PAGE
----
It is Monday 21 September 2020, and I am waiting in the Downing Centre District court in Sydney CBD for trials to begin. One ongoing trial involves interpreting in French. Another trial, to begin today, involves Arabic, Portuguese and Vietnamese interpreters. Two Spanish interpreters, one French and one German, have been booked for a third trial.
I didn’t come here today as a participant in these trials but to observe the way judges work in criminal proceedings when an interpreter is involved.
These court observations are part of the research project Judicial officers working with interpreters in courts and tribunals: Implications for access to Justice. This project is funded by the Australian Research Council (ARC) and is supported by eight Partner Organisations who are industry stakeholders. NAATI is our major sponsor in this project who came on board in the early stages of our application.
In this project, a team of researchers from UNSW Sydney – my colleagues and I – focus on the court environment where interpreters work, and on the role judicial officers play when the interpreter is present.
Much has been achieved in recent years to ensure a non-English speaking defendant’s right to a fair trial. Providing interpreting of high quality for court hearings is essential but is it always possible? Interpreter training courses offered by universities and TAFE only cover a fraction of the 175+ languages required by Australian courts.
NAATI’s much improved system of interpreter testing and certification, and a new specialised credential in legal interpreting, cannot capture all of these languages, even though the large number of NAATI-credentialled languages is unparalleled. Many ‘new and emerging’ communities of recent migrants and refugees, and indigenous communities, have a small pool of interpreters for each language, and there are no training opportunities.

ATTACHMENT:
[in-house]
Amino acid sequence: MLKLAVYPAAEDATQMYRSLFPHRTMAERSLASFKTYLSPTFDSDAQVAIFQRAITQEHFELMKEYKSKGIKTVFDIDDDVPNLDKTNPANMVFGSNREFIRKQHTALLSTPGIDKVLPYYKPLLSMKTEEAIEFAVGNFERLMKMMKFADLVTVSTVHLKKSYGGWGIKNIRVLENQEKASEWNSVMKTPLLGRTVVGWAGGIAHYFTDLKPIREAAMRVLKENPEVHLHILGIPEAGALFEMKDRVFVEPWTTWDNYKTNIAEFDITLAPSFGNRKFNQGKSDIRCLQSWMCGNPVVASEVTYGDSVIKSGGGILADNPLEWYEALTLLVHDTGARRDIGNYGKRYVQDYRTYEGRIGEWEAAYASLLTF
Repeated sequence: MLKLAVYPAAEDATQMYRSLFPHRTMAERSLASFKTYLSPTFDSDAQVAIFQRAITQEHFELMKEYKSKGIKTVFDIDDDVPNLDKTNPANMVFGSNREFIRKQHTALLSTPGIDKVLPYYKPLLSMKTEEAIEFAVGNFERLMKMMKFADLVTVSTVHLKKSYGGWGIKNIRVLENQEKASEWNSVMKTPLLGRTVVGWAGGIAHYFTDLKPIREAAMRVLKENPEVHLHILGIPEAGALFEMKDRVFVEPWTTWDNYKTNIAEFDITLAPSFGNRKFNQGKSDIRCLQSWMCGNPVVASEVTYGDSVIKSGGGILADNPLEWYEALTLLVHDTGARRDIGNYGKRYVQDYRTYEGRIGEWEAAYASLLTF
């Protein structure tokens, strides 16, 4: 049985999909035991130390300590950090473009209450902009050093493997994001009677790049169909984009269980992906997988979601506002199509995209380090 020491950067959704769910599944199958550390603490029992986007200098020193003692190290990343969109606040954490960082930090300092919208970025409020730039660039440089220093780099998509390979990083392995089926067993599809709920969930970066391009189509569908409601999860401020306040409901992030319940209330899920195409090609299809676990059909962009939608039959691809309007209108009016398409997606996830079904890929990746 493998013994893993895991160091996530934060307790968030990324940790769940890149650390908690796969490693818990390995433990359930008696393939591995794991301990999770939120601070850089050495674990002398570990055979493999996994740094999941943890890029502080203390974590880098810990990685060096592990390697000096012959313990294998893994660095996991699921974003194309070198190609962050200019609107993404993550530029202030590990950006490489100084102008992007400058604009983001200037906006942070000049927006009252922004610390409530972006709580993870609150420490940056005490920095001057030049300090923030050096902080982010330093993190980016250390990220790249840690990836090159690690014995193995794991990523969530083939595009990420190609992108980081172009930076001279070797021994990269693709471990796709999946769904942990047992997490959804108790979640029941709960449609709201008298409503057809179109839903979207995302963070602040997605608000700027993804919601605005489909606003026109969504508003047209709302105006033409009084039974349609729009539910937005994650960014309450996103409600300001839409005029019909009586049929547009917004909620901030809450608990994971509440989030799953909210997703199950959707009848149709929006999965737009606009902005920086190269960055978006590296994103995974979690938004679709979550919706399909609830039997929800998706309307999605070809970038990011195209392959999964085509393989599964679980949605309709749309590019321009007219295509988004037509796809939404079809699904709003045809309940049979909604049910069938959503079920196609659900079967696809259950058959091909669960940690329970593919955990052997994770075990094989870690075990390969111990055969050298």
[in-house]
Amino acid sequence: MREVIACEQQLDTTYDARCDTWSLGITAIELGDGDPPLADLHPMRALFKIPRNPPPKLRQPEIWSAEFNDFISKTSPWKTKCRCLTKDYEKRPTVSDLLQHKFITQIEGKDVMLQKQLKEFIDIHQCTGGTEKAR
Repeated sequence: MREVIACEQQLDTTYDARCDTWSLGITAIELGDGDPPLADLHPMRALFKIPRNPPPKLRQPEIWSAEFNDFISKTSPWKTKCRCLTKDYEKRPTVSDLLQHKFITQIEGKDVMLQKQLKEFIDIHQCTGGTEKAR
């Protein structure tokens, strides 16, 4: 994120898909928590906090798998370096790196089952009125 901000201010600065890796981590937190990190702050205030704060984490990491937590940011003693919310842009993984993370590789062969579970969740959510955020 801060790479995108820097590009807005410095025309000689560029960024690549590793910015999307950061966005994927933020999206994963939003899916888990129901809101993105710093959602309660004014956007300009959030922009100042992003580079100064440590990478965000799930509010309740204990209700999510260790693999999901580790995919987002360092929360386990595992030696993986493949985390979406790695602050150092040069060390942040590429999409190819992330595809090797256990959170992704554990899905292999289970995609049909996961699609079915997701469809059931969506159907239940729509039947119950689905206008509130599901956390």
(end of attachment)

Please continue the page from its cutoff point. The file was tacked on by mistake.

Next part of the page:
Nonetheless, interpreters in these languages where only a lower credential is available, or no credentials at all, are called to interpret in court. These interpreters often struggle as a result of high-pressured criminal proceedings, and this is not without a risk for the quality of communication or even the outcome of the legal matter.
Lawyers and judicial officers – magistrates, judges and tribunal members – are aware of the growing presence of interpreters in court, and many, such as newly appointed judges, receive training on how to work with interpreters. Policies, guidelines and bench books that we have examined at the early stages of our study provide guidance to judicial officers on how to work with interpreters and communicate effectively.
The most detailed and well-informed guidelines, the Recommended National Standards for Working with interpreters in courts and tribunals, was published in 2017 by the Judicial Council for Cultural Diversity, with NAATI as a central participant and stakeholder. These Standards provide guidelines for all the participants – judicial officers, lawyers, interpreters – on how to work together.
However, one may ask whether judges and magistrates indeed adapt their modus operandi when an interpreter is present. It is not yet clear to what degree the standards listed and described in the RNS are being adhered to by courts.
This brings us back to our research project. The focus of my observation today is to find out whether the judges apply these ‘good practice’ strategies when working with interpreters, just as the judges in international courts have been doing since the post-WWII Nuremberg Trials.